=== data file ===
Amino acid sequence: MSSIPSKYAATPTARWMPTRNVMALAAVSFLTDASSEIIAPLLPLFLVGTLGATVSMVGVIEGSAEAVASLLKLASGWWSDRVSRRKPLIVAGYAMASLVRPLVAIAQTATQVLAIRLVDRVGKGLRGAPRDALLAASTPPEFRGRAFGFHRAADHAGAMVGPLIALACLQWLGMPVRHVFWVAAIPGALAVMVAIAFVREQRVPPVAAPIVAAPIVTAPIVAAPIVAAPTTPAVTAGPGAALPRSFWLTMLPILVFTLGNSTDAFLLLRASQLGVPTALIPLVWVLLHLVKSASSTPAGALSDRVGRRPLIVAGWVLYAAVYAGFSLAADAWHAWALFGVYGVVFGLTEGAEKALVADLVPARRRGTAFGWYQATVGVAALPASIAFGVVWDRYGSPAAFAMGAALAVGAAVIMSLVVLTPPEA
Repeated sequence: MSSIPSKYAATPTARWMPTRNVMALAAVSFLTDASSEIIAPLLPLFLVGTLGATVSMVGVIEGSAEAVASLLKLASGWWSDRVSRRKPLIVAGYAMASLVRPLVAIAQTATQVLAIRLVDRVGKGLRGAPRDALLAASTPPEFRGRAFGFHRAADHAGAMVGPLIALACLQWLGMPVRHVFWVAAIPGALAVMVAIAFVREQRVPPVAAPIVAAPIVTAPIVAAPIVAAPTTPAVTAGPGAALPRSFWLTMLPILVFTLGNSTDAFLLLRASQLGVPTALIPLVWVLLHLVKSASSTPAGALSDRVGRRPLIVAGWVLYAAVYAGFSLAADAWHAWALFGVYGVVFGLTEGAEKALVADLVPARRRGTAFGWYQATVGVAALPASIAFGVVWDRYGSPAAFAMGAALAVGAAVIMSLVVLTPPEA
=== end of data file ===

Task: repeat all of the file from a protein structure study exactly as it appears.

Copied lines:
Amino acid sequence: MSSIPSKYAATPTARWMPTRNVMALAAVSFLTDASSEIIAPLLPLFLVGTLGATVSMVGVIEGSAEAVASLLKLASGWWSDRVSRRKPLIVAGYAMASLVRPLVAIAQTATQVLAIRLVDRVGKGLRGAPRDALLAASTPPEFRGRAFGFHRAADHAGAMVGPLIALACLQWLGMPVRHVFWVAAIPGALAVMVAIAFVREQRVPPVAAPIVAAPIVTAPIVAAPIVAAPTTPAVTAGPGAALPRSFWLTMLPILVFTLGNSTDAFLLLRASQLGVPTALIPLVWVLLHLVKSASSTPAGALSDRVGRRPLIVAGWVLYAAVYAGFSLAADAWHAWALFGVYGVVFGLTEGAEKALVADLVPARRRGTAFGWYQATVGVAALPASIAFGVVWDRYGSPAAFAMGAALAVGAAVIMSLVVLTPPEA
Repeated sequence: MSSIPSKYAATPTARWMPTRNVMALAAVSFLTDASSEIIAPLLPLFLVGTLGATVSMVGVIEGSAEAVASLLKLASGWWSDRVSRRKPLIVAGYAMASLVRPLVAIAQTATQVLAIRLVDRVGKGLRGAPRDALLAASTPPEFRGRAFGFHRAADHAGAMVGPLIALACLQWLGMPVRHVFWVAAIPGALAVMVAIAFVREQRVPPVAAPIVAAPIVTAPIVAAPIVAAPTTPAVTAGPGAALPRSFWLTMLPILVFTLGNSTDAFLLLRASQLGVPTALIPLVWVLLHLVKSASSTPAGALSDRVGRRPLIVAGWVLYAAVYAGFSLAADAWHAWALFGVYGVVFGLTEGAEKALVADLVPARRRGTAFGWYQATVGVAALPASIAFGVVWDRYGSPAAFAMGAALAVGAAVIMSLVVLTPPEA